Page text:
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I’ve always loved the outdoors. I’m reminded of that as I visit southern Oregon this weekend. Driving in I could see snow-covered volcanic cone Mt McLoughlin, or as the old-timers call it, Mt Pitt. In the other direction, there’s Table Rock, a high and long, chiseled mesa that once served as a home and refuge for the Takelma Indians. Beautiful.

My hotel room balcony is just feet from rapids in the Rogue River, full and playing soothing music on its way to the Pacific. Also from the balcony, I see enormous pines and thousands of lichen-laden short oak trees.

This brings back memories from my time as a kid in Ohio. We didn’t have Rocky Mountains. We had the rolling foothills of the Appalachians, equally stirring in their own way. We had fields and woods, hollows and lakes, and we had farmland. I spent hours in all of them and here I developed a love for nature, the outdoors, and wildlife that’s lasted a lifetime.

My favorite color is green because it was, in my kid’s view, the most natural of colors.

The early American frontiersmen like Daniel Boone and their Native American counterparts like Tecumseh were my heroes.

I learned caught, kept, and tended tadpoles and all manner of bugs. Whenever I could in the fields or woods I froze into stillness and watched animals and birds live without human interference. I learned their names, sounds, and habits, as I learned the names of plants and especially trees.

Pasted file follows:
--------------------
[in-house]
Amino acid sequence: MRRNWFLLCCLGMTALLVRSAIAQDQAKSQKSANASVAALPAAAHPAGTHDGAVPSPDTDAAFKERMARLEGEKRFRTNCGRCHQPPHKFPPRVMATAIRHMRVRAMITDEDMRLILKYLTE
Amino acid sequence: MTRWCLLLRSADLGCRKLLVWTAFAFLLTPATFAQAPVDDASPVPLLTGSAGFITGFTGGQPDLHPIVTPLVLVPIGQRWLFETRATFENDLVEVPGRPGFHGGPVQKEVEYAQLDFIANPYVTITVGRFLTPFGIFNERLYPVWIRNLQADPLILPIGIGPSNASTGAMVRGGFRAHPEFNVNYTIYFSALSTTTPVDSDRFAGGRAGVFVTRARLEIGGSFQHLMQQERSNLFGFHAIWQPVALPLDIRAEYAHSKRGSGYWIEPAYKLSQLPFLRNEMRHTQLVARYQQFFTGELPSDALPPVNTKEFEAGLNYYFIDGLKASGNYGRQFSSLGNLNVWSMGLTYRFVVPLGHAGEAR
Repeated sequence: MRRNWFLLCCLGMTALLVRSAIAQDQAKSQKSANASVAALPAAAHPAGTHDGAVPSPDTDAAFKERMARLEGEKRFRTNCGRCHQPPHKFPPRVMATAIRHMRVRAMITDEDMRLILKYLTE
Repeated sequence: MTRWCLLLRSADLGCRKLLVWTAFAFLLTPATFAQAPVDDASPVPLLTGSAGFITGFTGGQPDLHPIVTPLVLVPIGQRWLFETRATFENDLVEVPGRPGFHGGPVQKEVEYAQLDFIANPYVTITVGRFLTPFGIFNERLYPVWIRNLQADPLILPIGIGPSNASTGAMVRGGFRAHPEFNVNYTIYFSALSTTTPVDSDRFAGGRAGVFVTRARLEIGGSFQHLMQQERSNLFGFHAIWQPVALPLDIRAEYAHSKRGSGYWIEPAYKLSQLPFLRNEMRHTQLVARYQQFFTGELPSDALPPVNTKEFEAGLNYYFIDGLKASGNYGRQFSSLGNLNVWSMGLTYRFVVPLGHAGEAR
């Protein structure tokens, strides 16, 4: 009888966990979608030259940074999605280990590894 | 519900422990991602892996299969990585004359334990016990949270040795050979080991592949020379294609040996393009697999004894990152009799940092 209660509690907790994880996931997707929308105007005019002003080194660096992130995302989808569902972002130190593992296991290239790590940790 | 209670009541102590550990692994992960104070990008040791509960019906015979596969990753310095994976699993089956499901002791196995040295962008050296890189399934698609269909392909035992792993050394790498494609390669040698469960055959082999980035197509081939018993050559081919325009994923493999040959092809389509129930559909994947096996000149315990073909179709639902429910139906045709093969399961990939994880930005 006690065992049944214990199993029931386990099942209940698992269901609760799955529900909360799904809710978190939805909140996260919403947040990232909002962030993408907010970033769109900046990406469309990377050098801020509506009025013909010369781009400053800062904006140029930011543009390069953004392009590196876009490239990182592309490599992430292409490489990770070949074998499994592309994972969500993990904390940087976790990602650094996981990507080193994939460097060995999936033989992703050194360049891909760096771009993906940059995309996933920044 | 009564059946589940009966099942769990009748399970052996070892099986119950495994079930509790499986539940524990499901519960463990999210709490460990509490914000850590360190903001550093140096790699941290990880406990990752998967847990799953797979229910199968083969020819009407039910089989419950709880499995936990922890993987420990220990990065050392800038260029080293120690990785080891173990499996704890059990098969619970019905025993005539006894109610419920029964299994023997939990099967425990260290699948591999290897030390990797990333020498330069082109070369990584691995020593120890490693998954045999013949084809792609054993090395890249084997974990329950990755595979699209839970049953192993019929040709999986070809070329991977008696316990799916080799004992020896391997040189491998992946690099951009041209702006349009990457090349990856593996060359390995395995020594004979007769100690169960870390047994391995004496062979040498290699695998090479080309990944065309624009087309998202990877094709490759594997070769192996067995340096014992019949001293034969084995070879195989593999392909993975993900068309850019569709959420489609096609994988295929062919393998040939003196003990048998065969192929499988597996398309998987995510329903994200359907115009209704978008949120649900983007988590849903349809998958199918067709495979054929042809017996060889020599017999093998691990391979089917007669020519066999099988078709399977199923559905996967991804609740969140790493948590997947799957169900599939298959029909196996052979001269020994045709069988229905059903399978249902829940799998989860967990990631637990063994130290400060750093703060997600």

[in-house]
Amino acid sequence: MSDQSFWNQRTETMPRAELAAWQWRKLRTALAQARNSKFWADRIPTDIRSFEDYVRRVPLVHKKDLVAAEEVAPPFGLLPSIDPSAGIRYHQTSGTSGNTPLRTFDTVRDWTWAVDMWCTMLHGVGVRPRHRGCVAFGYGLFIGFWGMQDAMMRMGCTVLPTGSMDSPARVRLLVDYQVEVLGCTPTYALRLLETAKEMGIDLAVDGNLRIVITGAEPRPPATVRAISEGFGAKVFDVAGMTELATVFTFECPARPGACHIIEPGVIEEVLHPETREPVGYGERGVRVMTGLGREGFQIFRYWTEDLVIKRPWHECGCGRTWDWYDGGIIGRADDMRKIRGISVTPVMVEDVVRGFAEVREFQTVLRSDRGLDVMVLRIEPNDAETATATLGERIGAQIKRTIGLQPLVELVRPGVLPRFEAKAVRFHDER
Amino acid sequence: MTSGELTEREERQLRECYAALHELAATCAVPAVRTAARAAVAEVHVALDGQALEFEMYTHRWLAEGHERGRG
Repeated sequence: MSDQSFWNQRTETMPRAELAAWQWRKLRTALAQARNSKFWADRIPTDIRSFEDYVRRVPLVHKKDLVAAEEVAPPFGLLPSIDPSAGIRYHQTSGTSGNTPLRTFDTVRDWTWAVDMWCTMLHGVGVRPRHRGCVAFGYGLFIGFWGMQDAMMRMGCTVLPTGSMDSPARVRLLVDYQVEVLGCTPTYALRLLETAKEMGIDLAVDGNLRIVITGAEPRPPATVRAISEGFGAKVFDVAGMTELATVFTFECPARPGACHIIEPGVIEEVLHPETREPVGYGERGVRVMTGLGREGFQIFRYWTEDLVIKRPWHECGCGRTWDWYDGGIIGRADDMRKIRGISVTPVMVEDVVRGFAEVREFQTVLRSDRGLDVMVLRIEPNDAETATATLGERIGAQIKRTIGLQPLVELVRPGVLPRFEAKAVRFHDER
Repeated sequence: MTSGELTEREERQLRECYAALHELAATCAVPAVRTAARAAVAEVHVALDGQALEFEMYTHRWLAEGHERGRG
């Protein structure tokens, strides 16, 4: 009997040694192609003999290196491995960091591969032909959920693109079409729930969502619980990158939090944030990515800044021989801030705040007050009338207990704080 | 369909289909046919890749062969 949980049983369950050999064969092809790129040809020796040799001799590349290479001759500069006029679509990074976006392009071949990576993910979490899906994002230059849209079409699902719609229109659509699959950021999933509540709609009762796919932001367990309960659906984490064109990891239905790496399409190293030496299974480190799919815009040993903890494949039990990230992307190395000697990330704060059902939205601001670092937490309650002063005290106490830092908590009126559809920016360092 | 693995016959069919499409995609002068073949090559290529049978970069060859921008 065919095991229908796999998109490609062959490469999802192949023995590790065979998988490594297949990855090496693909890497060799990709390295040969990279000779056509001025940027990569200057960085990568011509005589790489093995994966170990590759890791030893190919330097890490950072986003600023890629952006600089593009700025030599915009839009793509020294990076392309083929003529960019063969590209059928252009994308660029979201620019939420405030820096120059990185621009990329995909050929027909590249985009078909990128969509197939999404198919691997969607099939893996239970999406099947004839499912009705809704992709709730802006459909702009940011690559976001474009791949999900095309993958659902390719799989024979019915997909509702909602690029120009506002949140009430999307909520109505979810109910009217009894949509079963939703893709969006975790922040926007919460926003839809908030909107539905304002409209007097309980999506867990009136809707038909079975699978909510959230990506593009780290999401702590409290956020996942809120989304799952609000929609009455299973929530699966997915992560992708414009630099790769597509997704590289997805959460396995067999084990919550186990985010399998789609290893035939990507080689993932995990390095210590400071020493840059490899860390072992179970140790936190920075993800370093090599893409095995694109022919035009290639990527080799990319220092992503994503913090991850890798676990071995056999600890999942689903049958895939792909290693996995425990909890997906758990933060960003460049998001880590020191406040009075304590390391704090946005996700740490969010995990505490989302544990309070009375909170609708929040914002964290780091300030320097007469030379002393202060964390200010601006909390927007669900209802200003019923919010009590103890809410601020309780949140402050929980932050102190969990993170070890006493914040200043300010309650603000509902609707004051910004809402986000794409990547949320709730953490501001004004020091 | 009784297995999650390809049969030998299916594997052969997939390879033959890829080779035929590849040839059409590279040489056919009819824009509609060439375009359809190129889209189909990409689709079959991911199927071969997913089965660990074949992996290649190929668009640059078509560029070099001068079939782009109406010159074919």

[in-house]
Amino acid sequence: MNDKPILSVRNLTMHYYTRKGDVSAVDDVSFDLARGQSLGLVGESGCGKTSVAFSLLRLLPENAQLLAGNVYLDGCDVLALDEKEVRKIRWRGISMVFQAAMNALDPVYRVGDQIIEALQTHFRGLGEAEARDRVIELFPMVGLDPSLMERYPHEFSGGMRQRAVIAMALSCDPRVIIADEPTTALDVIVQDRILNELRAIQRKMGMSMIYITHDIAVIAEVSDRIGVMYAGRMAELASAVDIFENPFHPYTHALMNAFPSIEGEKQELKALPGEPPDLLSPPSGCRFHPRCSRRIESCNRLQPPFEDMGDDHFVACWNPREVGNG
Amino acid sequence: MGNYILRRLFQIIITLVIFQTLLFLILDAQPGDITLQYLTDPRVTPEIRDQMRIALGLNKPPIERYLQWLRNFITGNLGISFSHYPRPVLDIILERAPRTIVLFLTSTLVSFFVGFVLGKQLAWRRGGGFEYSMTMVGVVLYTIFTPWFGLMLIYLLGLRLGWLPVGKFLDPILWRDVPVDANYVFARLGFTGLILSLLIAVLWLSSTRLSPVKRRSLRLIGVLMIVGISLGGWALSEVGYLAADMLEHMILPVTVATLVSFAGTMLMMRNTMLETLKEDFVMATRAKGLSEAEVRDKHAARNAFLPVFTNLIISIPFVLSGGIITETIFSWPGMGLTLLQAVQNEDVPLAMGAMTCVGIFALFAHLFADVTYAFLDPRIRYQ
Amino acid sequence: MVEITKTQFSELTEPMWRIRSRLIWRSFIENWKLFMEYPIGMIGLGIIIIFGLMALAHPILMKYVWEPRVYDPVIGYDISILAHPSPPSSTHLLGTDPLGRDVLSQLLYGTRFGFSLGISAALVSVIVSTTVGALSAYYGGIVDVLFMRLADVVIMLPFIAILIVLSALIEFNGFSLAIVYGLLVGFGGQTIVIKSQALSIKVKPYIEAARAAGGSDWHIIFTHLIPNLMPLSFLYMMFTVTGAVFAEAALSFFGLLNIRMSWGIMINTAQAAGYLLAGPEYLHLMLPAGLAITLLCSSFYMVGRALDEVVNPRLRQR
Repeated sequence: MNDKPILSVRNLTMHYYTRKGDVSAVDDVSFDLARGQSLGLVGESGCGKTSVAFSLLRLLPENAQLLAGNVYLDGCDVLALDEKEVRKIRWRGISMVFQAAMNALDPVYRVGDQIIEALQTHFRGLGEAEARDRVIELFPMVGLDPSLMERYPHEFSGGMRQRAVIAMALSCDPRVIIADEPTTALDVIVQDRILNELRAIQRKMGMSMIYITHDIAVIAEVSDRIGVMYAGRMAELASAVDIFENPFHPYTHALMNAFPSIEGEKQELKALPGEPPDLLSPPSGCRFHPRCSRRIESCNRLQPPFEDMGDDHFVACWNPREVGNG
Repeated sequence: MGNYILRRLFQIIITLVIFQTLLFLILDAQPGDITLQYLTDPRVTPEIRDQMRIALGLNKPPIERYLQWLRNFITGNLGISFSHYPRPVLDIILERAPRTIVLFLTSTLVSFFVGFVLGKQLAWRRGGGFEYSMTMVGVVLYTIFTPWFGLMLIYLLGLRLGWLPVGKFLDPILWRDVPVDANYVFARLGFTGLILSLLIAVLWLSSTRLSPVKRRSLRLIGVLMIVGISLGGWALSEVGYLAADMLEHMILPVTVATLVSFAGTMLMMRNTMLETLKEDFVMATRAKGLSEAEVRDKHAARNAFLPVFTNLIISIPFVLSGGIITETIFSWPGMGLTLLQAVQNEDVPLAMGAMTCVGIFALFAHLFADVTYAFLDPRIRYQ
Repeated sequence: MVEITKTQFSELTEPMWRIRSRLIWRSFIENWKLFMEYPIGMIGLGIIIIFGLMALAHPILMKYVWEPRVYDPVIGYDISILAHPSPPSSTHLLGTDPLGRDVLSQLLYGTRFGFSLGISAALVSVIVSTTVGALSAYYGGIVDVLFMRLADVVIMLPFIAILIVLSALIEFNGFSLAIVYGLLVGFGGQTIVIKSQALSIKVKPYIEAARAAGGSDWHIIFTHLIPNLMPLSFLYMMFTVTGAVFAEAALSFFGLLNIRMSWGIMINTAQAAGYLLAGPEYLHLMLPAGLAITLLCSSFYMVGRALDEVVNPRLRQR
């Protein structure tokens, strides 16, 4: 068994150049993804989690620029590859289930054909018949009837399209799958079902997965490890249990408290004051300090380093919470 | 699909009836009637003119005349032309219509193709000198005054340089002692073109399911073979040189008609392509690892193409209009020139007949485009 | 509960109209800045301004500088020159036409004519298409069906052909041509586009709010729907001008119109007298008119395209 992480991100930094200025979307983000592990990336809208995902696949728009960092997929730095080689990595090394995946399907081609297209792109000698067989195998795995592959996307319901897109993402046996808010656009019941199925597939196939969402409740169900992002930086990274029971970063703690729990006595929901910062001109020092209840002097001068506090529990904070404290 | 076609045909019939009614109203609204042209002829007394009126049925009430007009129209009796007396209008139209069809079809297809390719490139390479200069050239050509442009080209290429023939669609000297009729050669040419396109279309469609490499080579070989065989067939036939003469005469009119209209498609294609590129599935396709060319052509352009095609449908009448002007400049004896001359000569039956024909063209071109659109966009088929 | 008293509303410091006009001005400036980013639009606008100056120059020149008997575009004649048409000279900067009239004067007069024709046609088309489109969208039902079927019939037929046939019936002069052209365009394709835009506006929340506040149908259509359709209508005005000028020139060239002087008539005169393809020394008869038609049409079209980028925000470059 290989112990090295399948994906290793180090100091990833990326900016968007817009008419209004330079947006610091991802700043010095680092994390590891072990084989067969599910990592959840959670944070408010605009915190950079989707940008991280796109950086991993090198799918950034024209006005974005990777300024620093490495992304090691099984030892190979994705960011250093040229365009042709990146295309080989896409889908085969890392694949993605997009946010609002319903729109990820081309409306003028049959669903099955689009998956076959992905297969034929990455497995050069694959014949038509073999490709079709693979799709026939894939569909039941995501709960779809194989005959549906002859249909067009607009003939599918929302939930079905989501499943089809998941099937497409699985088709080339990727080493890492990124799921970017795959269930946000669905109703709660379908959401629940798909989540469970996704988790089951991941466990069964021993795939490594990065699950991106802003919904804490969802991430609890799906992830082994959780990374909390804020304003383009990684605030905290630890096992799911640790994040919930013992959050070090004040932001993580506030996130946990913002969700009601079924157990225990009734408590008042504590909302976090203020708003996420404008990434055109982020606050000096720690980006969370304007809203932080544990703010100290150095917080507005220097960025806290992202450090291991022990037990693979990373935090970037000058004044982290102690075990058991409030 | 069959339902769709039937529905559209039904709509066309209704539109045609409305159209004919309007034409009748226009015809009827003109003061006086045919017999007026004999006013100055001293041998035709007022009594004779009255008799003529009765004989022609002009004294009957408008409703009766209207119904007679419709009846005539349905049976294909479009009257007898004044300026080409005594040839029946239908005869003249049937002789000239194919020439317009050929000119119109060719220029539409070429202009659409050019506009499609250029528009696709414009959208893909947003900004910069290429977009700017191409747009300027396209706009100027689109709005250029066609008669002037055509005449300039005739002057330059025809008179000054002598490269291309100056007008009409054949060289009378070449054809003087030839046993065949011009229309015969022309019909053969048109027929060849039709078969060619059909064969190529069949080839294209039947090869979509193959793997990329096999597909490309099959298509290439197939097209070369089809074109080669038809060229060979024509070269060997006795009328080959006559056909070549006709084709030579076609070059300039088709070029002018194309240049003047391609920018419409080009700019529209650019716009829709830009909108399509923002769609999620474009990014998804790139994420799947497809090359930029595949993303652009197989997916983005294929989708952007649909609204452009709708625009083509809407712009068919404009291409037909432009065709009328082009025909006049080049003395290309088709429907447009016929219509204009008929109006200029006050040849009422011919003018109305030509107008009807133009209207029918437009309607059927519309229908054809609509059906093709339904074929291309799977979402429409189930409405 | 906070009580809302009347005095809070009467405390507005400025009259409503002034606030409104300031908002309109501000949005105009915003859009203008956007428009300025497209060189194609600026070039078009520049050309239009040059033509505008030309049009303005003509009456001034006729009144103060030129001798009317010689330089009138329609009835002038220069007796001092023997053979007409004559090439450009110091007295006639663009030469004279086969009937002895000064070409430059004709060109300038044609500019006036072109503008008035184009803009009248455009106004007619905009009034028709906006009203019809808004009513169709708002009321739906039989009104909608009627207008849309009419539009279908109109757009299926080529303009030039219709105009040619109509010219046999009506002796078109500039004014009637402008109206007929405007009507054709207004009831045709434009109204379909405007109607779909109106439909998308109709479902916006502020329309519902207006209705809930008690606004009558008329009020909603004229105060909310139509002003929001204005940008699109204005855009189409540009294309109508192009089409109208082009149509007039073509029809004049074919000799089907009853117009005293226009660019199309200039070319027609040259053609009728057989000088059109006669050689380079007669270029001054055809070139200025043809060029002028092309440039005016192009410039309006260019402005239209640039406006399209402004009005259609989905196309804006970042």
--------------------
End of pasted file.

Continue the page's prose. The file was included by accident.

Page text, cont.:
This need to observe flora and fauna remains with me, for I still find it exciting to see something different, maybe a fox, an egret in Florida, or prairie dogs in Nebraska. I still find it exciting to see a bird or animal or tree I’ve never seen before. I remember the first time I saw a roadrunner in Arizona and a magpie in California.

Hearing birds sing in the early morning is my favorite music. Their distinctive and varying harmonies are unmatched.

In the 8th Grade another student and friend, Dave Hammond, and I built an extensive Conservation display for the school’s science fair. I don’t remember the award we received. I do remember getting our picture in the paper. Though I would not today call myself an environmentalist, a term fraught with problematic politics, I am certainly concerned for the stewardship of all creation. “Extinction” is an awful word, and “despoiled” is almost as bad.

As a kid I never felt freer, more alive and optimistic, than when I was alone in the fields or woods. Not because I had a poor family life, because I was blessed with the opposite. But because I felt connected with a kind of beauty, purity, and simplicity that could not be found even in village life, let alone amongst urban congestion.

The Great Outdoors is great because it’s nothing less than divine art. I loved it all from the moment I could walk in nature’s cathedrals. I am part of it. I am responsible for it. I love it still.


© Rex M. Rogers – All Rights Reserved, 2012

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